Istanbul revote to provide roadmap for winning tight urban races – Arab Weekly
How the ruling and opposition parties canvas individual streets, neighbourhoods and districts in Istanbul will decide the victor of the city’s June 23 mayoral revote, wrote journalist and author Stephen Starr in the Arab Weekly.
Turkey’s ruling Islamist Justice and Development Party (AKP) lost four of the five most populous provinces in the country in the March 31 polls, marking the greatest defeat for the party in its 17 years in power.
Istanbul, where the candidate for the secularist opposition Republican People’s Party (CHP) Ekrem İmamoğlu won by a narrow margin, putting an end to 25 years of Islamist rule in the city, is set for a redo next month, after President Recep Tayyip Erdoğan’s ruling party appealed the polls.
Istanbul does not fit the pattern of large cities, known as being epicentres for liberalism and free-thinking, Starr wrote, noting that the suburbs and central districts of the city of 16 million are home to liberal and conservative voters alike.
"It’s home to a large leftist community, conservatives of varying hues, anarchists and members of the far right. It is this fusion of political affiliations and small-town loyalties that make it such a hard place to nail down when it comes to predicting how individual districts will vote,’’ the article said.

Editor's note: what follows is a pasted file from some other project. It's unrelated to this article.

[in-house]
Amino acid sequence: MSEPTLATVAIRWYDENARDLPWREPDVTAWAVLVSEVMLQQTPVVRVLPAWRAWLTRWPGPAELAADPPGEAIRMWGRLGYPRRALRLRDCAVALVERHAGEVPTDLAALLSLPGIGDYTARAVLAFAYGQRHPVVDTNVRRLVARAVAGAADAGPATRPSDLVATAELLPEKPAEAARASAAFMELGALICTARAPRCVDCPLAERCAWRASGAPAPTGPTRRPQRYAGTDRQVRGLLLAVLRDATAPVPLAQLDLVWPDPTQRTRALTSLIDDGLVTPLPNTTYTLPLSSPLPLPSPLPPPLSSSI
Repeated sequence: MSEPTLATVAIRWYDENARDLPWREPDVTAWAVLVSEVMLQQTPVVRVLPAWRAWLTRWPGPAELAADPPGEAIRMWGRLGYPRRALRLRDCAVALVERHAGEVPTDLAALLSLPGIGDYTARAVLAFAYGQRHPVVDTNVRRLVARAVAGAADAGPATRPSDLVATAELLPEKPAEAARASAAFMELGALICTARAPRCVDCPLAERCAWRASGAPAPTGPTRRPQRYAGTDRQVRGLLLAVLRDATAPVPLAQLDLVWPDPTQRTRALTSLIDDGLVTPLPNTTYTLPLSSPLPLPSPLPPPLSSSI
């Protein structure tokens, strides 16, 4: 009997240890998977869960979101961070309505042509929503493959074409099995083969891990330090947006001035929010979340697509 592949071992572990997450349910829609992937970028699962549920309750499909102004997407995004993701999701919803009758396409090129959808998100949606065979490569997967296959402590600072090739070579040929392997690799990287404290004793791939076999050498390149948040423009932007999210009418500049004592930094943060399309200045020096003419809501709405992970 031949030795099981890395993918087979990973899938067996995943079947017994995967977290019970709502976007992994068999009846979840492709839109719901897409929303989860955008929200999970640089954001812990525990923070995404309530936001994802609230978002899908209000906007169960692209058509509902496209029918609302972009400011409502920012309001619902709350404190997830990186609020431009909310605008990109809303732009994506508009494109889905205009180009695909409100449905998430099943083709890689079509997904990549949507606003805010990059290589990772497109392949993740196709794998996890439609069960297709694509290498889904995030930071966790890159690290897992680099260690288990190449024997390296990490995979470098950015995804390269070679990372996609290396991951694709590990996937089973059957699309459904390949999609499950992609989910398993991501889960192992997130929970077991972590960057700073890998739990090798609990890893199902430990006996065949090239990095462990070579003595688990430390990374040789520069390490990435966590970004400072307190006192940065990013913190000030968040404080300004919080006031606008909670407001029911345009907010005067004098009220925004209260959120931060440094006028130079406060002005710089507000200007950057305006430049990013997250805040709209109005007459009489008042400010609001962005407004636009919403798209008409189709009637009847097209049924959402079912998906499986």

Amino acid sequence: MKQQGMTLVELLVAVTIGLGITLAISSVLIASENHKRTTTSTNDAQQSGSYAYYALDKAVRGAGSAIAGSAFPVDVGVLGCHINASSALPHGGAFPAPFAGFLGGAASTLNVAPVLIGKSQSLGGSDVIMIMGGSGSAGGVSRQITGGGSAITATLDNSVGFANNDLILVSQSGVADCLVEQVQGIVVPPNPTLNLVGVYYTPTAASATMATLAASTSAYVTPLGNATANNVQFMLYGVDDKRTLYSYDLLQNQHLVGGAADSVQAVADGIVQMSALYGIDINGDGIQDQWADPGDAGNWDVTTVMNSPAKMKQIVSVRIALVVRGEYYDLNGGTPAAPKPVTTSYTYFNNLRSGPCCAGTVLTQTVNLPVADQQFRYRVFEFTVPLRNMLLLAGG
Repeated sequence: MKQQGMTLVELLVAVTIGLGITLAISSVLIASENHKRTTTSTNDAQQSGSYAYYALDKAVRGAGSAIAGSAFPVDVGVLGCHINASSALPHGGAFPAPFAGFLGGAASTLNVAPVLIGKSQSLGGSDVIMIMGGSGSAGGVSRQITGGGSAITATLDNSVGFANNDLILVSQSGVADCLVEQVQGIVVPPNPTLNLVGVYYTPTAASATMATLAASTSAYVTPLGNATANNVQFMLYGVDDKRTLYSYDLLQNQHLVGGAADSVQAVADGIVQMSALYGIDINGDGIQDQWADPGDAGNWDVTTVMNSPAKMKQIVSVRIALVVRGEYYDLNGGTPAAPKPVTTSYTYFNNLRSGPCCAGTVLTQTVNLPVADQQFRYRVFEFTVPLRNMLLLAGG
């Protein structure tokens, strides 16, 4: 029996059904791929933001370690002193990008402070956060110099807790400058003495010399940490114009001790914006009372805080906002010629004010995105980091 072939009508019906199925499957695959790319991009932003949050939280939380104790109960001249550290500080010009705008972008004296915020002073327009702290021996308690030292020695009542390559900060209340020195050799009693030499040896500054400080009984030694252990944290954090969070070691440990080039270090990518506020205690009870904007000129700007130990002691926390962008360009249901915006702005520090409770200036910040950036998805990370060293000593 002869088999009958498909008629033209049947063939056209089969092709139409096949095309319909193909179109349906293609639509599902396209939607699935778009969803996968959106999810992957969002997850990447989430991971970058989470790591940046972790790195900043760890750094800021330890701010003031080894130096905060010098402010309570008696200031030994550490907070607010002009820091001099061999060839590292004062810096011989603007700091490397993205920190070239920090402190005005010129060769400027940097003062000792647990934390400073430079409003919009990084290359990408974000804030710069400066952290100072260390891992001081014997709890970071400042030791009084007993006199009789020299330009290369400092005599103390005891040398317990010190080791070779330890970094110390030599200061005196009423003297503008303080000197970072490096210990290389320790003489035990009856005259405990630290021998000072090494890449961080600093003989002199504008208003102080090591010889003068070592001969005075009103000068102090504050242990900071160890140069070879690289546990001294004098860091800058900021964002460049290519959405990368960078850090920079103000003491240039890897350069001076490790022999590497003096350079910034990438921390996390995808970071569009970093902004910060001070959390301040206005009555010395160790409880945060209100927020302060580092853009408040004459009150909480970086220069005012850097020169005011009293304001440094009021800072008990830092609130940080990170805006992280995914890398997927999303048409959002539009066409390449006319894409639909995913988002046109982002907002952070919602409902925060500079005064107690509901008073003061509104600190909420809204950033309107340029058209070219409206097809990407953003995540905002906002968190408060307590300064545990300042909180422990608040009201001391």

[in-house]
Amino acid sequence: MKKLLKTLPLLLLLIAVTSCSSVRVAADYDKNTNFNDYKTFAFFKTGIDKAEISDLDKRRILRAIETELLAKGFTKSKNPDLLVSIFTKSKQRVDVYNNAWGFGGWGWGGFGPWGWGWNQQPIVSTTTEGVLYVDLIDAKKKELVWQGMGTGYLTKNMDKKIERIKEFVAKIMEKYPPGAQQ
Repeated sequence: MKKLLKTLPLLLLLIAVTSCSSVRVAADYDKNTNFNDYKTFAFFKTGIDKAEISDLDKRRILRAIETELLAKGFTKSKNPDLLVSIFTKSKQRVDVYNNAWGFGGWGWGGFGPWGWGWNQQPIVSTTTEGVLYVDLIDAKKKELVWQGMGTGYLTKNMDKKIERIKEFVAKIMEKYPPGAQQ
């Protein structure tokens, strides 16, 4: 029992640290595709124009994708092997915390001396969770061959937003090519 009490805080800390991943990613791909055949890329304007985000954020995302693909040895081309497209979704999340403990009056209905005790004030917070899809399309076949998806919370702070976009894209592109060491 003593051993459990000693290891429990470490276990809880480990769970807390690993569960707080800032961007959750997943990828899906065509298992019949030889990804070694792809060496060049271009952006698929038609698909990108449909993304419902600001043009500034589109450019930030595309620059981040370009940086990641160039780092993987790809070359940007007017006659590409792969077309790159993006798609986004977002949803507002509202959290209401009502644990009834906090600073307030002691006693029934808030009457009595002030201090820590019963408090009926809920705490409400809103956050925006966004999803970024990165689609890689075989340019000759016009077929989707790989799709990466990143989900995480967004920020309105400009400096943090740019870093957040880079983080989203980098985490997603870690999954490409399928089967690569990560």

Erdoğan launched his political career in this megacity, where held the post of mayor from 1994-98 and since the 2000s, the poor and working-class Turks from the country east have flocked to Istanbul, it highlighted.
Erdoğan’s ruling Justice and Development Party (AKP) ruled the city for almost three decades, it said, modernising it and noticeably improving the day-to-day lives of its residents.
Underlining that not all secularist opposition CHP voters are raving leftists and not all ruling AKP followers are religious conservatives, the article noted that "Just because Erdogan crippled Turkey’s democratic institutions doesn’t mean that his opponents, the followers of CHP mayoral candidate Ekrem Imamoglu, are democratic purists.’’
As such, it is difficult to determine how voters will cast their ballots on the June 23.
The ruling AKP, despite almost full support of Turkish media, appears to be struggling, Starr wrote, even though AKP's mayoral candidate, former transportation minister Binali Yıldırım, has signed off some of the biggest infrastructural projects of the country’s largest city.
Scholars, politicos and campaigners would do well to study both sides’ election campaigns to understand the tools necessary to win tight urban races, it concluded.